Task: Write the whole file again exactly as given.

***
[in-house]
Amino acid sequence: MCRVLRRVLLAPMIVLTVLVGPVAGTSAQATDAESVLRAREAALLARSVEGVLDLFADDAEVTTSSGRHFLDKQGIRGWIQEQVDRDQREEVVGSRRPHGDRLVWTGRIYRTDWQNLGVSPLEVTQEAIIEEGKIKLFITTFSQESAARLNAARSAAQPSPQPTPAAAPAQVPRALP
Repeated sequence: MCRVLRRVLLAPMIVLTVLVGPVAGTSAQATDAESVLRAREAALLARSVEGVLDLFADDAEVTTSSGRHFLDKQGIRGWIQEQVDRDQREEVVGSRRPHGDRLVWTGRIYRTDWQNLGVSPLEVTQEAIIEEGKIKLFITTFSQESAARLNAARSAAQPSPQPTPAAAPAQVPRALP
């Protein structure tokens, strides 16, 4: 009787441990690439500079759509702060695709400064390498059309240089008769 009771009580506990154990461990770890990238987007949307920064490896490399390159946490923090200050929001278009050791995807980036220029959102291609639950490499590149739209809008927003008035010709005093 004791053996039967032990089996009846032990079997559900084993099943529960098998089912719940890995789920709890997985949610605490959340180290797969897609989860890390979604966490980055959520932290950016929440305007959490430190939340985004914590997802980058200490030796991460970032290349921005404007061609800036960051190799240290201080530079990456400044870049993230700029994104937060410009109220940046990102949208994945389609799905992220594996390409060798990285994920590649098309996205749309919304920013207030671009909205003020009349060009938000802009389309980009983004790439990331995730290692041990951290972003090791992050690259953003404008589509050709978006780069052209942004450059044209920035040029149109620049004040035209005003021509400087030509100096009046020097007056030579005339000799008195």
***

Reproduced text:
[in-house]
Amino acid sequence: MCRVLRRVLLAPMIVLTVLVGPVAGTSAQATDAESVLRAREAALLARSVEGVLDLFADDAEVTTSSGRHFLDKQGIRGWIQEQVDRDQREEVVGSRRPHGDRLVWTGRIYRTDWQNLGVSPLEVTQEAIIEEGKIKLFITTFSQESAARLNAARSAAQPSPQPTPAAAPAQVPRALP
Repeated sequence: MCRVLRRVLLAPMIVLTVLVGPVAGTSAQATDAESVLRAREAALLARSVEGVLDLFADDAEVTTSSGRHFLDKQGIRGWIQEQVDRDQREEVVGSRRPHGDRLVWTGRIYRTDWQNLGVSPLEVTQEAIIEEGKIKLFITTFSQESAARLNAARSAAQPSPQPTPAAAPAQVPRALP
């Protein structure tokens, strides 16, 4: 009787441990690439500079759509702060695709400064390498059309240089008769 009771009580506990154990461990770890990238987007949307920064490896490399390159946490923090200050929001278009050791995807980036220029959102291609639950490499590149739209809008927003008035010709005093 004791053996039967032990089996009846032990079997559900084993099943529960098998089912719940890995789920709890997985949610605490959340180290797969897609989860890390979604966490980055959520932290950016929440305007959490430190939340985004914590997802980058200490030796991460970032290349921005404007061609800036960051190799240290201080530079990456400044870049993230700029994104937060410009109220940046990102949208994945389609799905992220594996390409060798990285994920590649098309996205749309919304920013207030671009909205003020009349060009938000802009389309980009983004790439990331995730290692041990951290972003090791992050690259953003404008589509050709978006780069052209942004450059044209920035040029149109620049004040035209005003021509400087030509100096009046020097007056030579005339000799008195």